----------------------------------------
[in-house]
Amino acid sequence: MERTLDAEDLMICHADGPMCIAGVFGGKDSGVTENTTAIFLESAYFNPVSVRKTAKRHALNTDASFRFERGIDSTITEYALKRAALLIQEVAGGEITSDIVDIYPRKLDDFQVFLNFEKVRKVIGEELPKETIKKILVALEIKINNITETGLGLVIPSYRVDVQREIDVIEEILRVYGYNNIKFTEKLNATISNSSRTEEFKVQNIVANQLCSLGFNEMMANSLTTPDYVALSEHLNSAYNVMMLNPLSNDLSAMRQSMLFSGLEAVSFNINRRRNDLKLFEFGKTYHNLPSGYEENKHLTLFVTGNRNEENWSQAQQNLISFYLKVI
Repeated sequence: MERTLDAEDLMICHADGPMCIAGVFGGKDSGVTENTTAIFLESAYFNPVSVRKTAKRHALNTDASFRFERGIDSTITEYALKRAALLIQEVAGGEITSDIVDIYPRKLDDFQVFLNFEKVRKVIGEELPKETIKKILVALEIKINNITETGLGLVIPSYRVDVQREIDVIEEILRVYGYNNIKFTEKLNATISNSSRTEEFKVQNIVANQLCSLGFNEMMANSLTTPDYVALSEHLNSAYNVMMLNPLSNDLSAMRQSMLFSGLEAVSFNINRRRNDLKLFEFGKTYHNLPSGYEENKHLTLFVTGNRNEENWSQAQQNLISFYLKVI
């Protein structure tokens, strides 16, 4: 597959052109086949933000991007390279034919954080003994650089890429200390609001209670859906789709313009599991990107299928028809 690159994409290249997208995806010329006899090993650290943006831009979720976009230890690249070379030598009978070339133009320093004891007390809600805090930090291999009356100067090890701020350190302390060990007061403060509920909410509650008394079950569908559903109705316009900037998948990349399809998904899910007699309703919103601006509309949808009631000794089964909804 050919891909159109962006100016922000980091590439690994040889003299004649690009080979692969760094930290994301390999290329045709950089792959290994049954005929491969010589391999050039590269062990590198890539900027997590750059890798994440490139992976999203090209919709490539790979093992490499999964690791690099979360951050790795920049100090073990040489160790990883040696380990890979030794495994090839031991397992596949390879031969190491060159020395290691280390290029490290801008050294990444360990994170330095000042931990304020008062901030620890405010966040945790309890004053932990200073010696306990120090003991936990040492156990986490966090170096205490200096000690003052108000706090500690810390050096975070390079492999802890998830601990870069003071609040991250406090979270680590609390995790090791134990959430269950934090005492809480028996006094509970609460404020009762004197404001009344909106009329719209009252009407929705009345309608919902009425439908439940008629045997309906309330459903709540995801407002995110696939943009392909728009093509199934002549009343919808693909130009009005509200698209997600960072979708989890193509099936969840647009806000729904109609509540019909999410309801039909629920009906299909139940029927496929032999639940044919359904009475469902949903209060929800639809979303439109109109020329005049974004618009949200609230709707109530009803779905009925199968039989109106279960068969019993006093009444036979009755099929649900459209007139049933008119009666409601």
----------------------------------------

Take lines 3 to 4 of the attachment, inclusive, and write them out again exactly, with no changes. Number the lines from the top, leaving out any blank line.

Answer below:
Repeated sequence: MERTLDAEDLMICHADGPMCIAGVFGGKDSGVTENTTAIFLESAYFNPVSVRKTAKRHALNTDASFRFERGIDSTITEYALKRAALLIQEVAGGEITSDIVDIYPRKLDDFQVFLNFEKVRKVIGEELPKETIKKILVALEIKINNITETGLGLVIPSYRVDVQREIDVIEEILRVYGYNNIKFTEKLNATISNSSRTEEFKVQNIVANQLCSLGFNEMMANSLTTPDYVALSEHLNSAYNVMMLNPLSNDLSAMRQSMLFSGLEAVSFNINRRRNDLKLFEFGKTYHNLPSGYEENKHLTLFVTGNRNEENWSQAQQNLISFYLKVI
């Protein structure tokens, strides 16, 4: 597959052109086949933000991007390279034919954080003994650089890429200390609001209670859906789709313009599991990107299928028809 690159994409290249997208995806010329006899090993650290943006831009979720976009230890690249070379030598009978070339133009320093004891007390809600805090930090291999009356100067090890701020350190302390060990007061403060509920909410509650008394079950569908559903109705316009900037998948990349399809998904899910007699309703919103601006509309949808009631000794089964909804 050919891909159109962006100016922000980091590439690994040889003299004649690009080979692969760094930290994301390999290329045709950089792959290994049954005929491969010589391999050039590269062990590198890539900027997590750059890798994440490139992976999203090209919709490539790979093992490499999964690791690099979360951050790795920049100090073990040489160790990883040696380990890979030794495994090839031991397992596949390879031969190491060159020395290691280390290029490290801008050294990444360990994170330095000042931990304020008062901030620890405010966040945790309890004053932990200073010696306990120090003991936990040492156990986490966090170096205490200096000690003052108000706090500690810390050096975070390079492999802890998830601990870069003071609040991250406090979270680590609390995790090791134990959430269950934090005492809480028996006094509970609460404020009762004197404001009344909106009329719209009252009407929705009345309608919902009425439908439940008629045997309906309330459903709540995801407002995110696939943009392909728009093509199934002549009343919808693909130009009005509200698209997600960072979708989890193509099936969840647009806000729904109609509540019909999410309801039909629920009906299909139940029927496929032999639940044919359904009475469902949903209060929800639809979303439109109109020329005049974004618009949200609230709707109530009803779905009925199968039989109106279960068969019993006093009444036979009755099929649900459209007139049933008119009666409601």